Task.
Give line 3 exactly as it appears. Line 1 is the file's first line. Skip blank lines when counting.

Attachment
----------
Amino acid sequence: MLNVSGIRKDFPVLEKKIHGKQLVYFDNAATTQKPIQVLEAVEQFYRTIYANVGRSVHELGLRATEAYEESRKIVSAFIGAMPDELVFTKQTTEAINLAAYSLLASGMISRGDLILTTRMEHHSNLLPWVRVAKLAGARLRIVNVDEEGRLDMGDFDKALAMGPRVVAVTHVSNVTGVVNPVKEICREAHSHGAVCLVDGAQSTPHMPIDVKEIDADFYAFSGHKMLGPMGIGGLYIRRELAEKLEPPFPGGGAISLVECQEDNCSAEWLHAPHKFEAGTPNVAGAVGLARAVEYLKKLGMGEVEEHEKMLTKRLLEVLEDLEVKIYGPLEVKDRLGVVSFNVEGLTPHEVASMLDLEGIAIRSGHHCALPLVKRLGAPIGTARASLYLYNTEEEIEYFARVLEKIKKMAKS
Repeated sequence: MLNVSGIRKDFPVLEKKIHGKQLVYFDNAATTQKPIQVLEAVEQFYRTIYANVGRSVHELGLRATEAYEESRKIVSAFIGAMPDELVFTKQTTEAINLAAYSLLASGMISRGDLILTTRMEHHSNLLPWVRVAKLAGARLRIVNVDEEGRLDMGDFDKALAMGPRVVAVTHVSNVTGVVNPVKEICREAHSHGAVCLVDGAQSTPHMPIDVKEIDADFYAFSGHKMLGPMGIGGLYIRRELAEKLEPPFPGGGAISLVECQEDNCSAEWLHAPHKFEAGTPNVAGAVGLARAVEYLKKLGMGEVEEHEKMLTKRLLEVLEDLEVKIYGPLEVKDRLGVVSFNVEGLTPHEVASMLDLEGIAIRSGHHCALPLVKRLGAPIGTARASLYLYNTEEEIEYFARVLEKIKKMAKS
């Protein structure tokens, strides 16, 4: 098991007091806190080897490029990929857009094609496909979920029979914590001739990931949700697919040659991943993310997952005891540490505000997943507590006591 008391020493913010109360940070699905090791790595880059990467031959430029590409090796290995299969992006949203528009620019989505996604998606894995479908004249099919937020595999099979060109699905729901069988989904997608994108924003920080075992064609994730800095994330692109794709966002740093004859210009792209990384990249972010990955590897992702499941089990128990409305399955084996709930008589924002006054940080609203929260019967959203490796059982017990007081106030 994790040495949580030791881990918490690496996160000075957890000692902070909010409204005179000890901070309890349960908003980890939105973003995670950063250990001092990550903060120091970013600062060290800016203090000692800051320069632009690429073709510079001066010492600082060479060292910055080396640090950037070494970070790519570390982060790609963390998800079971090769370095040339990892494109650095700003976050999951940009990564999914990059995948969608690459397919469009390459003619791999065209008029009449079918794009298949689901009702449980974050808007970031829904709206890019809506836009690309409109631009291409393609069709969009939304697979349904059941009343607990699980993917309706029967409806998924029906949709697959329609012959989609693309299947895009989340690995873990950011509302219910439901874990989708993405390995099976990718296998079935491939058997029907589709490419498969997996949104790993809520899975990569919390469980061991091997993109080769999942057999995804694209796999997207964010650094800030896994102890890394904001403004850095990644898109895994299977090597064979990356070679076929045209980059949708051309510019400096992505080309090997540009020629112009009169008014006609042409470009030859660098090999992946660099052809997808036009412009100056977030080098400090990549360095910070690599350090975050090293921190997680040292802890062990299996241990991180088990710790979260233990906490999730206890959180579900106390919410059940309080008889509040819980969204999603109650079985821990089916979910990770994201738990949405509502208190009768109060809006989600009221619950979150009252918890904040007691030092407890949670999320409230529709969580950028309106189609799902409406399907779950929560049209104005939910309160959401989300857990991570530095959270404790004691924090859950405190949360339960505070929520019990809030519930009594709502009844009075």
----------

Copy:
């Protein structure tokens, strides 16, 4: 098991007091806190080897490029990929857009094609496909979920029979914590001739990931949700697919040659991943993310997952005891540490505000997943507590006591 008391020493913010109360940070699905090791790595880059990467031959430029590409090796290995299969992006949203528009620019989505996604998606894995479908004249099919937020595999099979060109699905729901069988989904997608994108924003920080075992064609994730800095994330692109794709966002740093004859210009792209990384990249972010990955590897992702499941089990128990409305399955084996709930008589924002006054940080609203929260019967959203490796059982017990007081106030 994790040495949580030791881990918490690496996160000075957890000692902070909010409204005179000890901070309890349960908003980890939105973003995670950063250990001092990550903060120091970013600062060290800016203090000692800051320069632009690429073709510079001066010492600082060479060292910055080396640090950037070494970070790519570390982060790609963390998800079971090769370095040339990892494109650095700003976050999951940009990564999914990059995948969608690459397919469009390459003619791999065209008029009449079918794009298949689901009702449980974050808007970031829904709206890019809506836009690309409109631009291409393609069709969009939304697979349904059941009343607990699980993917309706029967409806998924029906949709697959329609012959989609693309299947895009989340690995873990950011509302219910439901874990989708993405390995099976990718296998079935491939058997029907589709490419498969997996949104790993809520899975990569919390469980061991091997993109080769999942057999995804694209796999997207964010650094800030896994102890890394904001403004850095990644898109895994299977090597064979990356070679076929045209980059949708051309510019400096992505080309090997540009020629112009009169008014006609042409470009030859660098090999992946660099052809997808036009412009100056977030080098400090990549360095910070690599350090975050090293921190997680040292802890062990299996241990991180088990710790979260233990906490999730206890959180579900106390919410059940309080008889509040819980969204999603109650079985821990089916979910990770994201738990949405509502208190009768109060809006989600009221619950979150009252918890904040007691030092407890949670999320409230529709969580950028309106189609799902409406399907779950929560049209104005939910309160959401989300857990991570530095959270404790004691924090859950405190949360339960505070929520019990809030519930009594709502009844009075």